“When he should have apologised, he didn’t. Now the Conservative party claims that it will act on the report’s recommendations but in essence, if we look at the general attitudes of the party and the government towards the minorities, it is very appalling. There is simply no equality so the comments by the Prime Minister or by the party are not assuring.”

Muslims make up to about 4 per cent of the overall population of the United Kingdom. When we look at the data recorded in Home Office’s Hate Crime Statistics for the years 2019-2020, it confirms that 50% of religious hate crimes recorded by the police in the UK were against Muslims. As a result, Professor Singh’s conclusion in his report that Islamophobia is still a problem in the Conservative party, which also happens to be  governing the country at the moment, adds to the worries and fears of the Muslim community in Britain. 

The United Kingdom prides itself on supporting the values of mutual respect, tolerance, democracy and social cohesion. Up and down the country, children from young age of all backgrounds are taught to live up to these values and make them part of their life. Yet the odds that want to divide this country continue to thrive on the values of hate, division and discrimination. One way or another, the words and actions of our leaders impact our way of thinking and if they act in a certain way, then it is only natural for some of the general public to think that it is also acceptable for them to do the same. This has rarely proved fruitful as we clearly saw a sharp rise in anti-Muslim hate crimes following the comments made by Boris Johnson in 2018. Therefore, the leaders and their governments have a duty to protect and guarantee the freedom and respect of all citizens. Their words and their actions carry weight, and they have a huge potential to influence. So wherever and whenever this is neglected, it risks divisions in society. But even more so, it risks marginalising and isolating minority communities who deserve to thrive side by side with the majority of the population.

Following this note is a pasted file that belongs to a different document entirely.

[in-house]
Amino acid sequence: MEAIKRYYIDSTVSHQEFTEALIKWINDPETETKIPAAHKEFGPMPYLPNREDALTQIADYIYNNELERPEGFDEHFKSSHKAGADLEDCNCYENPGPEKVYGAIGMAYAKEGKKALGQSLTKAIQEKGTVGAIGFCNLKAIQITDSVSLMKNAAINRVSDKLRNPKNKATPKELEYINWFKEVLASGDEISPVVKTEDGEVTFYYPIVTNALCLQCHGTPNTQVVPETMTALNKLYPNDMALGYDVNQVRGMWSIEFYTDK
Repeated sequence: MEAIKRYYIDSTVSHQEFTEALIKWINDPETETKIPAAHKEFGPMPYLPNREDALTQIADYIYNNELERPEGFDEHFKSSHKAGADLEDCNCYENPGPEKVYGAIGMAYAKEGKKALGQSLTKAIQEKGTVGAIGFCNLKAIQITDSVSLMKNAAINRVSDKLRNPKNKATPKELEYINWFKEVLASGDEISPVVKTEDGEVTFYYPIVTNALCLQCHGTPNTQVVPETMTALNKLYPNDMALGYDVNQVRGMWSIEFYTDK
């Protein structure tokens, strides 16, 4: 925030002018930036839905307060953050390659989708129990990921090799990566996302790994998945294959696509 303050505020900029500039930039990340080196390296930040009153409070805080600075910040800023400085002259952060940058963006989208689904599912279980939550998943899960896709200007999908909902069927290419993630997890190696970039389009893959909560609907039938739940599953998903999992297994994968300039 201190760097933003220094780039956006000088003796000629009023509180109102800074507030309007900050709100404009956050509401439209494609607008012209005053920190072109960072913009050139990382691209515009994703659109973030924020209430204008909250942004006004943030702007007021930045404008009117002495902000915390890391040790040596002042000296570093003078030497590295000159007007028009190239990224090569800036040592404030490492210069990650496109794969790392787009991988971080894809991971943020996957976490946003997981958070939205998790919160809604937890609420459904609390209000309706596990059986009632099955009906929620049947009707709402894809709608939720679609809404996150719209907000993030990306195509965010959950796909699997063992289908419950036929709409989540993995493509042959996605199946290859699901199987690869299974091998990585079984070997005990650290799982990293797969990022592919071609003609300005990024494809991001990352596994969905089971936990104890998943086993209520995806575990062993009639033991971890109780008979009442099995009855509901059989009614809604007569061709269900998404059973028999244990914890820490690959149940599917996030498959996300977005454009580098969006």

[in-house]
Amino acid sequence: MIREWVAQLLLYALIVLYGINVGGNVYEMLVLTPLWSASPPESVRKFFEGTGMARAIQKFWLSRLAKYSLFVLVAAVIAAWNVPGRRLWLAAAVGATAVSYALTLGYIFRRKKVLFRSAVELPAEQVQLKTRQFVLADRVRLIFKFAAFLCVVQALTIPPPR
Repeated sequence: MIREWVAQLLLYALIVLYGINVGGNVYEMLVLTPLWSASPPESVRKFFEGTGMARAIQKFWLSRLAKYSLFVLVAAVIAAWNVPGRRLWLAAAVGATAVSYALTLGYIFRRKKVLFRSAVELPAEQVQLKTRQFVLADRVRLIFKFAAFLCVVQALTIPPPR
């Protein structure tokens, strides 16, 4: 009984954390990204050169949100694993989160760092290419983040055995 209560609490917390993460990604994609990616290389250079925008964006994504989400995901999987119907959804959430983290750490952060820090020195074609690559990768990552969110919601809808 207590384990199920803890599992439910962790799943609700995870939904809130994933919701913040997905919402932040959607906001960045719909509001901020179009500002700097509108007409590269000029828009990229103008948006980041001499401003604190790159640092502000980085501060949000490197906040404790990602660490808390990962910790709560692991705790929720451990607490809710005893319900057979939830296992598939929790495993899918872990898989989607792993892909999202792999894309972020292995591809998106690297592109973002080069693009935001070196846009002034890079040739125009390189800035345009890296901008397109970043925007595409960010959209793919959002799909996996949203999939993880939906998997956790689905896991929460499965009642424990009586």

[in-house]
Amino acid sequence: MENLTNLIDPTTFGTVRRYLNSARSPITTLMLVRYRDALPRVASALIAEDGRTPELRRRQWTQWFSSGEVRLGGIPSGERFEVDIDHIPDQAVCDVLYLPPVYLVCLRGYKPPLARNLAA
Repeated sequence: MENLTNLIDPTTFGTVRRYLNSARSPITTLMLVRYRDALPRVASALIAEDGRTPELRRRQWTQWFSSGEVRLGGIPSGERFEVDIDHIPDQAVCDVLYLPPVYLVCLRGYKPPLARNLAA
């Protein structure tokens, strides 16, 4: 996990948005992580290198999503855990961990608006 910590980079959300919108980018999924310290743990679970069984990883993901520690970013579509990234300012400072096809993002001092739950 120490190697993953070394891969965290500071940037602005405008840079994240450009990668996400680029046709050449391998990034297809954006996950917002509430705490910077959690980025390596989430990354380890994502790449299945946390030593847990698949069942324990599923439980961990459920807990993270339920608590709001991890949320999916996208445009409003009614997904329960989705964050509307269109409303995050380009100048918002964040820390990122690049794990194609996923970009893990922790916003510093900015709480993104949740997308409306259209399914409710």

All views expressed in this editorial are solely that of the author, and are not expressed on behalf of The Analyst, its affiliates, or staff.

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Historian of Modern World History, with special interest in history of modern Europe and Britain. I also have a keen interest in politics, systems of rule, international relations and current affairs.

Economics

African states refuse to back renewal of sanctions on Democratic Republic of Congo

African states refuse to back renewal of sanctions on Democratic Republic of Congo (DRC).

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African states refuse to back renewal of sanctions on Democratic Republic of Congo

Kenya, Gabon and Ghana are amongst the African states refuse to back renewal of sanctions as they voted against the UN Security Council renewing Western imposed sanctions regime on the government of the Democratic Republic of Congo on 30th June 2022. As well as these three countries, China and Russia also abstained from the vote.

The sanctions included an arms embargo, a travel ban and asset freezes, as well as the state being banned from providing weapons to non-government entities operating in the democratic Republic of Congo. One other facet of the resolution is a notification requirement which some representatives claimed served as a hindrance to the DRC’s ability to limit armed groups and defend their country. It is worth noting that the DRC has children as young as 6 working in mines for large corporations.

Gabon’s Edwige Koumby Missambo stated that the requirement impeded the Democratic Republic of Congo’s power to effectively and immediately counter the activities of anti-government armed groups, and that it should be lifted in definitive terms so the Congolese Armed Forces could defend their country. She said that the international community should respect the sovereignty of the country and put the interest of civilians first and foremost. Missambo said that, “Halting operational capacities in the area of security of a state that is led by democratically elected authorities is tantamount to giving license to armed groups whose agenda is to foment terror and chaos among civilians.”

Gideon Kinuthia Ndung’u of the Kenyan delegation, while praising the steps of the new resolution to lift the notification requirement on non-lethal military equipment used for humanitarian and training purposes, stated that it did not properly address the appeal made by the Democratic Republic of the Congo to fully lift the notification requirement. He said that there was a failure to acknowledge the recent steps that the government of the DRC had taken for better security and control of its weapons and ammunition management system.

Nicolas de Riviere of the French delegation which was the main drafter of the resolution voiced his regret that the resolution did not receive unanimous support as some African states refuse to back renewal of sanctions.